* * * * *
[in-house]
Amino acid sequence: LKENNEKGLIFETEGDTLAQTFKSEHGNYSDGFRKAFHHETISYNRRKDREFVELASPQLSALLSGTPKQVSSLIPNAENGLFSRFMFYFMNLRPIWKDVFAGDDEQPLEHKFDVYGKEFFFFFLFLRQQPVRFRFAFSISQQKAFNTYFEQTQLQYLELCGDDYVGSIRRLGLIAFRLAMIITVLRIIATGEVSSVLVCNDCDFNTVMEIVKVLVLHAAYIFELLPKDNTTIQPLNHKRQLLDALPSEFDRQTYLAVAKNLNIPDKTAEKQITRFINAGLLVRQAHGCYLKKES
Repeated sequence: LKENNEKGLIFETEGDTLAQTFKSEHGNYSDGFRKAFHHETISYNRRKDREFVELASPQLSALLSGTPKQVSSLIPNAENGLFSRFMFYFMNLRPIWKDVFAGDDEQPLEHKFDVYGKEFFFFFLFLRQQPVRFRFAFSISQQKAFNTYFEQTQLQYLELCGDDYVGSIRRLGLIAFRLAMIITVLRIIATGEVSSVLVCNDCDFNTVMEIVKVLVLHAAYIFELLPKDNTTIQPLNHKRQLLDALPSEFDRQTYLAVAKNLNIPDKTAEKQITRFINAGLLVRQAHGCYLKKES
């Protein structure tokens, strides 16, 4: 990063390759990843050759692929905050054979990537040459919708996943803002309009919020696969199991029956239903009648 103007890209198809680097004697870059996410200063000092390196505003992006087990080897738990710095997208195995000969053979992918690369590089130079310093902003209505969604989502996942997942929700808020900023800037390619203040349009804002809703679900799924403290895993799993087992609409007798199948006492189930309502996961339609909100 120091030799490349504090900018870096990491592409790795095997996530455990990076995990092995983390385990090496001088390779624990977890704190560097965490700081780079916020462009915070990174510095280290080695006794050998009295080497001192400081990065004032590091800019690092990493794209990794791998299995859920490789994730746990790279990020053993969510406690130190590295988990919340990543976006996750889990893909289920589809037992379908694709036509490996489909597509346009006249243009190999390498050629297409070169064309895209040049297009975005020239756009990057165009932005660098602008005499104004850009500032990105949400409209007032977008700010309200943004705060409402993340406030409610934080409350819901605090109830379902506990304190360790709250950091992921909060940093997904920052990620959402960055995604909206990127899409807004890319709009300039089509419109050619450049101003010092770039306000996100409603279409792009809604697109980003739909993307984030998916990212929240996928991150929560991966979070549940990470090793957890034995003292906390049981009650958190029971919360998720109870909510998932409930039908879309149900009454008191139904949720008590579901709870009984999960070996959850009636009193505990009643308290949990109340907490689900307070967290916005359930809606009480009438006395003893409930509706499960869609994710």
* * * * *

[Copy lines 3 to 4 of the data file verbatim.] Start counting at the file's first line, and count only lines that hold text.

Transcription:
Repeated sequence: LKENNEKGLIFETEGDTLAQTFKSEHGNYSDGFRKAFHHETISYNRRKDREFVELASPQLSALLSGTPKQVSSLIPNAENGLFSRFMFYFMNLRPIWKDVFAGDDEQPLEHKFDVYGKEFFFFFLFLRQQPVRFRFAFSISQQKAFNTYFEQTQLQYLELCGDDYVGSIRRLGLIAFRLAMIITVLRIIATGEVSSVLVCNDCDFNTVMEIVKVLVLHAAYIFELLPKDNTTIQPLNHKRQLLDALPSEFDRQTYLAVAKNLNIPDKTAEKQITRFINAGLLVRQAHGCYLKKES
């Protein structure tokens, strides 16, 4: 990063390759990843050759692929905050054979990537040459919708996943803002309009919020696969199991029956239903009648 103007890209198809680097004697870059996410200063000092390196505003992006087990080897738990710095997208195995000969053979992918690369590089130079310093902003209505969604989502996942997942929700808020900023800037390619203040349009804002809703679900799924403290895993799993087992609409007798199948006492189930309502996961339609909100 120091030799490349504090900018870096990491592409790795095997996530455990990076995990092995983390385990090496001088390779624990977890704190560097965490700081780079916020462009915070990174510095280290080695006794050998009295080497001192400081990065004032590091800019690092990493794209990794791998299995859920490789994730746990790279990020053993969510406690130190590295988990919340990543976006996750889990893909289920589809037992379908694709036509490996489909597509346009006249243009190999390498050629297409070169064309895209040049297009975005020239756009990057165009932005660098602008005499104004850009500032990105949400409209007032977008700010309200943004705060409402993340406030409610934080409350819901605090109830379902506990304190360790709250950091992921909060940093997904920052990620959402960055995604909206990127899409807004890319709009300039089509419109050619450049101003010092770039306000996100409603279409792009809604697109980003739909993307984030998916990212929240996928991150929560991966979070549940990470090793957890034995003292906390049981009650958190029971919360998720109870909510998932409930039908879309149900009454008191139904949720008590579901709870009984999960070996959850009636009193505990009643308290949990109340907490689900307070967290916005359930809606009480009438006395003893409930509706499960869609994710």